SYSTEMATIC REVIEW article
The Effects of Workplace Nature-Based Interventions on the Mental Health and Well-Being of Employees: A Systematic Review
- 1Health Research Institute, University of Limerick, Limerick, Ireland
- 2School of Science, Faculty of Psychology, Technische Universität Dresden, Dresden, Germany
- 3Department of Physical Education and Sport Sciences, University of Limerick, Limerick, Ireland
- 4Department of Public Health and Sport Sciences, Faculty of Social and Health Sciences, Inland Norway University of Applied Sciences, Elverum, Norway
Mental health in the workplace is a societal challenge with serious economical and human costs. Most prevalent mental disorders in the workforce (e.g., depression), however, are preventable. There is widespread agreement about the favorable effects of nature exposure and consequently, nature-based interventions (NBI) in the workplace have been proposed as a cost-effective approach to promote good health among employees. The objective of the present study was to systematically review scientific evidence on the effectiveness of NBI to promote mental health and well-being among actual employees in actual workplace settings. The review was conducted and presented in accordance with the PRISMA guidelines. The literature search was performed on five databases (PubMed, Embase, CENTRAL, CINHAL, and PsycINFO), hand-searching of field-specific journals, and the reference lists of retrieved papers over the past 5 years up to November (13th, 2018). Studies were eligible for inclusion if they (i) were randomized or nonrandomized controlled trials; (ii) comprised samples of actual employees; (iii) implemented a workplace-based intervention with exposure to nature; (iv) included comparison conditions that displayed a clear contrast to NBIs; and (v) investigated the quantitative effects on mental health or well-being. No restrictions on type of employees or workplace, publication period, or language of the publication were set. Risk of bias was assessed using the Cochrane’s RoB2 tool. Narrative synthesis was performed due to large heterogeneity in outcome variables. Of the 510 articles identified, 10 NBIs (nine papers) met the eligibility criteria. The outcomes were grouped in five categories: (i) mental health indices, (ii) cognitive ability, (iii) recovery and restoration, (iv) work and life satisfaction, and (v) psychophysiological indicators. Narrative synthesis indicates consistently positive effects on mental health indices and cognitive ability, while mixed results were found for the other outcome categories. Caution must be given when interpreting the current evidence in this emerging research field because of the diversity of NBIs and the overall high risk of bias in the individual studies. Although in this field often researchers have to balance scientific rigor and ecological validity, there is a need for large, well-designed and rigorously conducted trials grounded in contemporary theories.
It is time to expand the remit of occupational health psychology (1) due to the complexity (2), change (3), and globalization (4) of the labor market. A recent meta-analysis determined that workplace factors including imbalanced job design, occupational uncertainty, and lack of value and respect in the workplace, contribute to poor mental health (5). Emerging trends in occupational health psychology demonstrate a paradigm shift, an advocated turn toward positive psychology, which, instead of addressing mental illness and risk factors aims to focus on fostering employees’ mental health, well-being, and cultivating a healthy workplace (6, 7). In spite of the evidence supporting the effectiveness of positive psychology interventions in the workplace (8), and although working life often involves the need to recover from stress, many workplaces are, in practice, often neglected as a setting for implementing positive preventive approaches. Yet, the working environment represents a vital and ideal context for the promotion of mental health (1, 9) which is an important complement to clinical mental health interventions (10).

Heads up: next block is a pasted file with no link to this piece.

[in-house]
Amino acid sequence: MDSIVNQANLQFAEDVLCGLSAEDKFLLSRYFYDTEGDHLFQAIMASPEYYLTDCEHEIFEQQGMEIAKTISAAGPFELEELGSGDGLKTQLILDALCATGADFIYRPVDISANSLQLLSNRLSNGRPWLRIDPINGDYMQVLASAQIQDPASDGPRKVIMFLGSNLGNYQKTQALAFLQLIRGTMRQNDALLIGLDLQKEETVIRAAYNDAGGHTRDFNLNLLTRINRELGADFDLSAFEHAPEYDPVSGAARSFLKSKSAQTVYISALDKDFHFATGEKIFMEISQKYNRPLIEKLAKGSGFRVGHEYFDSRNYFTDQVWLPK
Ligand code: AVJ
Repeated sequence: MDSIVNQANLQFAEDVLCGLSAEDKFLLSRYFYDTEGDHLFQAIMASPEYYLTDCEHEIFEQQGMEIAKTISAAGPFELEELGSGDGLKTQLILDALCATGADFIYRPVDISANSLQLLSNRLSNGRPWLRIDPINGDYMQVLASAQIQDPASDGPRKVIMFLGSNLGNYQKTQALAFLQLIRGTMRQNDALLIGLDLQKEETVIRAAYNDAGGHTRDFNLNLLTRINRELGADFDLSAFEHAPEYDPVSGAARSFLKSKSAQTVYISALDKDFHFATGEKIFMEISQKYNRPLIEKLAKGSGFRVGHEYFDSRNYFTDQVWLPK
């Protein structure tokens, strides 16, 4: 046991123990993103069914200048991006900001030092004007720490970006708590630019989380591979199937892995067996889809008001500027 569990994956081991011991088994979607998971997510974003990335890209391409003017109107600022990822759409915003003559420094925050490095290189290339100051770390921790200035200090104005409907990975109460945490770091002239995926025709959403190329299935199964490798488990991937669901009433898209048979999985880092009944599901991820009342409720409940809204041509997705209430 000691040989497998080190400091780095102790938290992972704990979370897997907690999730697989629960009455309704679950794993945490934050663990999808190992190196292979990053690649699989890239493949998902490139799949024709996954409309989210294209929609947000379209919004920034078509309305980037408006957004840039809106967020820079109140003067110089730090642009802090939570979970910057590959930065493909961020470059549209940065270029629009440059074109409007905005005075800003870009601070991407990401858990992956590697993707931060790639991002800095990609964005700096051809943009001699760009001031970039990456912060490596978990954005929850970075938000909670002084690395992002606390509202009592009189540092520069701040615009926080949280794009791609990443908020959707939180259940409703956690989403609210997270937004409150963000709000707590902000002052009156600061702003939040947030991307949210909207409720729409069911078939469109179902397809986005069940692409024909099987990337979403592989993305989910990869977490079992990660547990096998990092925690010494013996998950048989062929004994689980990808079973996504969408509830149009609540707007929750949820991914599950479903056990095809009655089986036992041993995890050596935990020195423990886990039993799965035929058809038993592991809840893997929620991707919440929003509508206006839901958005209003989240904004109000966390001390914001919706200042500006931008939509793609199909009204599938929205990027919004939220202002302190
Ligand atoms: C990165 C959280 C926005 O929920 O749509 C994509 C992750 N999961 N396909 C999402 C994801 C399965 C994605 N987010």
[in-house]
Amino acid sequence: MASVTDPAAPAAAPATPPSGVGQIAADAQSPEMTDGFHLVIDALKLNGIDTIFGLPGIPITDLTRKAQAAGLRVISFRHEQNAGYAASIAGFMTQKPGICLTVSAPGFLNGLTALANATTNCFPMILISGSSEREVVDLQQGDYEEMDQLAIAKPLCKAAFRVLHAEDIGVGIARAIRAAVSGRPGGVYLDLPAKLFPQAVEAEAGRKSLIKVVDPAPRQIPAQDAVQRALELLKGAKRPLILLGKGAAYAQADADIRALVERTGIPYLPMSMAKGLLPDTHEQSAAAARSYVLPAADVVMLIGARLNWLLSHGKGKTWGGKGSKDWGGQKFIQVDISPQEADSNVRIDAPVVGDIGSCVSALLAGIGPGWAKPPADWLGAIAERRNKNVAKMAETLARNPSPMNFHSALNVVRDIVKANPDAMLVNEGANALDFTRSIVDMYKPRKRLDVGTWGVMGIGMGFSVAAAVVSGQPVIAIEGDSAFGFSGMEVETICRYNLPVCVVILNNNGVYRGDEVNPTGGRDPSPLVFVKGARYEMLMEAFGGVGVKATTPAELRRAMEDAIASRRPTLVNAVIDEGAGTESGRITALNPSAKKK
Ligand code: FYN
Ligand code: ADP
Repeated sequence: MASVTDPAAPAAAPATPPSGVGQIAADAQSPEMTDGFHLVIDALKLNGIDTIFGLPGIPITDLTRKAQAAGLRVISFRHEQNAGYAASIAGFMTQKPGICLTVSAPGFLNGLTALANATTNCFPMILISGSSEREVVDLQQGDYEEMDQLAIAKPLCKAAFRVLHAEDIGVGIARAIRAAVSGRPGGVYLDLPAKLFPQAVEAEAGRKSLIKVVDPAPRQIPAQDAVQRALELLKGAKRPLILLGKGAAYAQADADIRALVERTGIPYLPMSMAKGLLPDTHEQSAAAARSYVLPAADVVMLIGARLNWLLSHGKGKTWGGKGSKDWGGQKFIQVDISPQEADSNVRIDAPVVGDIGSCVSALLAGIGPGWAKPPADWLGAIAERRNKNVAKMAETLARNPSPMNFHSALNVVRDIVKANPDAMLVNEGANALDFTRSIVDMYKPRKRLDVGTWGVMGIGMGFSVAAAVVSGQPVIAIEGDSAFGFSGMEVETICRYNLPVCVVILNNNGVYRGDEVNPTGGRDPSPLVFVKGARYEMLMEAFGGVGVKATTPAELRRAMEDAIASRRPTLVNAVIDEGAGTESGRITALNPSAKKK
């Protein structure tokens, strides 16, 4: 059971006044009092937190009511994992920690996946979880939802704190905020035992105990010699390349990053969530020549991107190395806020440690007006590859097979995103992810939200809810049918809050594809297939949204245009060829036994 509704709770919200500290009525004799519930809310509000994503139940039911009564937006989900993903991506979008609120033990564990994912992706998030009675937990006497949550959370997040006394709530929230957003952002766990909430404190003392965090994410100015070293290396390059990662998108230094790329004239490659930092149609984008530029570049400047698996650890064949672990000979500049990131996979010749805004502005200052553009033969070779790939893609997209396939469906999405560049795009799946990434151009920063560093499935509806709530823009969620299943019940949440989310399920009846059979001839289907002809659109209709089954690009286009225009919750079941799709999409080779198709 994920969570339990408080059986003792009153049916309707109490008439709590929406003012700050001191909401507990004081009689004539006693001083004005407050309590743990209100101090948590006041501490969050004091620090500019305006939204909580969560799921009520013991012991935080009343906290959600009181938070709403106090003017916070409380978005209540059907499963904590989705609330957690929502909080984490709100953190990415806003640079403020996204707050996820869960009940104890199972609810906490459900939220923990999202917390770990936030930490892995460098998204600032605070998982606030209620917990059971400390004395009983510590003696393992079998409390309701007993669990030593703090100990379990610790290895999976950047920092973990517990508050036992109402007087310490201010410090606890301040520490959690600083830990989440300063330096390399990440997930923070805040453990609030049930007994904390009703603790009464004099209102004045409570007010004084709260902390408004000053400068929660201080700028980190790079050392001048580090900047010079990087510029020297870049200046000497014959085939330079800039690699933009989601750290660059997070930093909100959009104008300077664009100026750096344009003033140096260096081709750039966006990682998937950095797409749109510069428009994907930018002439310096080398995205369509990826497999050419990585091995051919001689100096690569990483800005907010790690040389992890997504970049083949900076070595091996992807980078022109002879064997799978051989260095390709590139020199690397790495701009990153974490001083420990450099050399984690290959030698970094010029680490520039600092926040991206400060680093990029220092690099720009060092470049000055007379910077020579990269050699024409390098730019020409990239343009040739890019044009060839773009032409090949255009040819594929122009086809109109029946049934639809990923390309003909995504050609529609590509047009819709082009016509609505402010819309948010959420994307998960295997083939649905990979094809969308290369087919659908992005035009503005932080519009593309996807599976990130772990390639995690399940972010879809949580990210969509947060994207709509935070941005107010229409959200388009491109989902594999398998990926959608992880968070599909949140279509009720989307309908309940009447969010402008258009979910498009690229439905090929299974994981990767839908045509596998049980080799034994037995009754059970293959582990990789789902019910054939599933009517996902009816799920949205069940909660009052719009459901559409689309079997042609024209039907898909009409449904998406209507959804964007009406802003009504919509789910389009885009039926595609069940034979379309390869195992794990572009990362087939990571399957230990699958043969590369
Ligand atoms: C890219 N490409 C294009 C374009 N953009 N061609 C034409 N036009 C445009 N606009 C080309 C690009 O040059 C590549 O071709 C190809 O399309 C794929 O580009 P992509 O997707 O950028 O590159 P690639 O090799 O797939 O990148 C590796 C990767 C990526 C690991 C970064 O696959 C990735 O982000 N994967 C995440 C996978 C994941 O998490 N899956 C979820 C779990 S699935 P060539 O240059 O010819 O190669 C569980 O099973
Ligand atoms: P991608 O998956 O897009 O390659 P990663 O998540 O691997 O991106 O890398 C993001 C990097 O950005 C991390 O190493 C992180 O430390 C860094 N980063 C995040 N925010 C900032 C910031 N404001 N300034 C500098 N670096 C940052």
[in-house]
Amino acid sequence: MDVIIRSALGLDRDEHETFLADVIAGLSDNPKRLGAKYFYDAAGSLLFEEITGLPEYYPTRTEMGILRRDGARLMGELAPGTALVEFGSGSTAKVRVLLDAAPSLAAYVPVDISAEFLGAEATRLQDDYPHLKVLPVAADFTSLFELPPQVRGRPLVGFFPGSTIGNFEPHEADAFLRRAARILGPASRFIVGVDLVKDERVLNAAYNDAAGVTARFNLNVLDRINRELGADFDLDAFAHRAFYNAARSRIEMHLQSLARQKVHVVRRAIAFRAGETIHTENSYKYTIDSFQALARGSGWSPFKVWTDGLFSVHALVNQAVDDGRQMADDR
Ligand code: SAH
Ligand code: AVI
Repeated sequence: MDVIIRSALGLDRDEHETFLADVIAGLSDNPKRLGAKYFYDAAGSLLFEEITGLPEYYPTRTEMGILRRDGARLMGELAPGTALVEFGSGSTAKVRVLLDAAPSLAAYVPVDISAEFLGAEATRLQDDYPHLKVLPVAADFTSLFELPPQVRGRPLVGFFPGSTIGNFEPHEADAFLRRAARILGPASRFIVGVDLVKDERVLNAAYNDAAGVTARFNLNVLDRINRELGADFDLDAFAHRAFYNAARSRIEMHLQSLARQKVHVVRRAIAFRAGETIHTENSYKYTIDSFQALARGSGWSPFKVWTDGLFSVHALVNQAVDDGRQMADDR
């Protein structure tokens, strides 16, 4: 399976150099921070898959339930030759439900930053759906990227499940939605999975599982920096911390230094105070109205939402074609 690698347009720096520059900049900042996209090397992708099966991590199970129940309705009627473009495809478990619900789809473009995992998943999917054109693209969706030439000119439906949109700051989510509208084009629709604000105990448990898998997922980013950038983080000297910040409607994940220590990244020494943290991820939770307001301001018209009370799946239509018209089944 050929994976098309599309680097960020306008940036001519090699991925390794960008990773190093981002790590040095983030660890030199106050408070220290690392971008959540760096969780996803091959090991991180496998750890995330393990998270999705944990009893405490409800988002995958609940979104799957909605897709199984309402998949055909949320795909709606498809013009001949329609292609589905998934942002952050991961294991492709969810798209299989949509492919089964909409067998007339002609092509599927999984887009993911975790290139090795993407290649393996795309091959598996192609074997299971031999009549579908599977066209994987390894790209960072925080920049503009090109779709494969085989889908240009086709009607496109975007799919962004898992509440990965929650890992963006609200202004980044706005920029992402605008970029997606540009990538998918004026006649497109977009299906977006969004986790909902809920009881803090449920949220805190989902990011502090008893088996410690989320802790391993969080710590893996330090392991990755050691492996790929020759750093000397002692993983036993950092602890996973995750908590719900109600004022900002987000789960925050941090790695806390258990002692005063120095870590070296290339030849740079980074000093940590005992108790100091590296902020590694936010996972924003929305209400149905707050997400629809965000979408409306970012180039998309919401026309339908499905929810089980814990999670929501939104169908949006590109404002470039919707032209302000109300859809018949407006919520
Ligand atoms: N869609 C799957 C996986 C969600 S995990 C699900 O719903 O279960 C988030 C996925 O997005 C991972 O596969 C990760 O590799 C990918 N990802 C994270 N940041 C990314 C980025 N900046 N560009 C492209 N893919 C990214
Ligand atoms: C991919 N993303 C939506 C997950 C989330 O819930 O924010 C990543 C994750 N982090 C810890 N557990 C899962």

Nature Exposure and Nature-Based Interventions
There is a general consensus about the favorable effects of nature exposure (e.g., viewing or spending time in green and blue space) within several systematic and narrative reviews [e.g., (11–18)]. A recent systematic review of 12 reviews underlined the benefits of exposure to nature in all-cause mortality, mortality by cardiovascular diseases, and mental health among adult populations (19). However, uncertainty about context-specific evidence (e.g., work setting) remains. Two main theories, attention restoration theory [ART; (20–22)], and stress reduction theory [SRT; (23–25)] outline a critical role for nature contact in terms of health. ART [e.g., (26)] holds a cognitive explanation as a prolonged focus on demanding (work) activity leads to mental fatigue and further to negative emotional states (e.g., lack of energy) as well as to impairments in cognitive and physical performance. Particularly, according with ART, natural stimuli attract spontaneous interest and enable restoration, i.e. renewal of depleted resources (e.g., capacity of directed attention) (27). Restoration refers to feeling refreshed, attentionally recovered coupled with positive emotions, and low levels of stress and arousal (28). SRT [e.g., (25)] elucidates the restorative impacts of nature on effective functioning (i.e. eudaimonic well-being) and emotional well-being (i.e. hedonic well-being). According to the theory, as a result of evolutionary development, individuals have an innate predisposition to automatically and immediately exhibit positive affect toward natural, vegetation-rich environments resulting in stress-reducing psychophysiological responses (29, 30).